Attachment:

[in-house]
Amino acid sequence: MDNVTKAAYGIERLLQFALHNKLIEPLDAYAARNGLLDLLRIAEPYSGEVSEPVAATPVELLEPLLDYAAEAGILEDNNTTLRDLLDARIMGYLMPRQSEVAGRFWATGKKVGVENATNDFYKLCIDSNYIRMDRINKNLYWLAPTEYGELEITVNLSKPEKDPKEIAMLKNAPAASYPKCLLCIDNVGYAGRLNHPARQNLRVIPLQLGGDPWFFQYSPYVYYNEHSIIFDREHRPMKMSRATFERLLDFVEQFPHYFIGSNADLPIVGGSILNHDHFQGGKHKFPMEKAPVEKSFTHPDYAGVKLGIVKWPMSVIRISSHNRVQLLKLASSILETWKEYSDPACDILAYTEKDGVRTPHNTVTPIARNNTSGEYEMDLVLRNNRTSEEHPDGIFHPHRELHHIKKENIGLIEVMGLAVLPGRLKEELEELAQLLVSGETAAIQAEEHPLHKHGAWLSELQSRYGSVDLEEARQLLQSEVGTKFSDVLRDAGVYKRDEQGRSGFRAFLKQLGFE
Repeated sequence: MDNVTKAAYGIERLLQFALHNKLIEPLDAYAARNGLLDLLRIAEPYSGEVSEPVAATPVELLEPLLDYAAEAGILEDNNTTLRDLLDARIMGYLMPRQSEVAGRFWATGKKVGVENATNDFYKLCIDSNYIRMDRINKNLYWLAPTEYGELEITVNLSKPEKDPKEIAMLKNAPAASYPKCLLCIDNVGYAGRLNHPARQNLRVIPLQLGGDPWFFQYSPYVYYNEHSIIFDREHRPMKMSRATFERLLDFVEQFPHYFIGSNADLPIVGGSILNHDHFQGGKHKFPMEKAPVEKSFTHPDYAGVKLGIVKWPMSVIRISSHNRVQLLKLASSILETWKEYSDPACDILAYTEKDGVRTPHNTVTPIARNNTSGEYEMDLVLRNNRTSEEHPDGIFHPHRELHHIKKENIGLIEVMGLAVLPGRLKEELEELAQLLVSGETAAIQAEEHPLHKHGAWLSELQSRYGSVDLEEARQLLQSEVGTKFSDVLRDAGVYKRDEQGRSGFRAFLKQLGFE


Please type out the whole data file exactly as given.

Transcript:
[in-house]
Amino acid sequence: MDNVTKAAYGIERLLQFALHNKLIEPLDAYAARNGLLDLLRIAEPYSGEVSEPVAATPVELLEPLLDYAAEAGILEDNNTTLRDLLDARIMGYLMPRQSEVAGRFWATGKKVGVENATNDFYKLCIDSNYIRMDRINKNLYWLAPTEYGELEITVNLSKPEKDPKEIAMLKNAPAASYPKCLLCIDNVGYAGRLNHPARQNLRVIPLQLGGDPWFFQYSPYVYYNEHSIIFDREHRPMKMSRATFERLLDFVEQFPHYFIGSNADLPIVGGSILNHDHFQGGKHKFPMEKAPVEKSFTHPDYAGVKLGIVKWPMSVIRISSHNRVQLLKLASSILETWKEYSDPACDILAYTEKDGVRTPHNTVTPIARNNTSGEYEMDLVLRNNRTSEEHPDGIFHPHRELHHIKKENIGLIEVMGLAVLPGRLKEELEELAQLLVSGETAAIQAEEHPLHKHGAWLSELQSRYGSVDLEEARQLLQSEVGTKFSDVLRDAGVYKRDEQGRSGFRAFLKQLGFE
Repeated sequence: MDNVTKAAYGIERLLQFALHNKLIEPLDAYAARNGLLDLLRIAEPYSGEVSEPVAATPVELLEPLLDYAAEAGILEDNNTTLRDLLDARIMGYLMPRQSEVAGRFWATGKKVGVENATNDFYKLCIDSNYIRMDRINKNLYWLAPTEYGELEITVNLSKPEKDPKEIAMLKNAPAASYPKCLLCIDNVGYAGRLNHPARQNLRVIPLQLGGDPWFFQYSPYVYYNEHSIIFDREHRPMKMSRATFERLLDFVEQFPHYFIGSNADLPIVGGSILNHDHFQGGKHKFPMEKAPVEKSFTHPDYAGVKLGIVKWPMSVIRISSHNRVQLLKLASSILETWKEYSDPACDILAYTEKDGVRTPHNTVTPIARNNTSGEYEMDLVLRNNRTSEEHPDGIFHPHRELHHIKKENIGLIEVMGLAVLPGRLKEELEELAQLLVSGETAAIQAEEHPLHKHGAWLSELQSRYGSVDLEEARQLLQSEVGTKFSDVLRDAGVYKRDEQGRSGFRAFLKQLGFE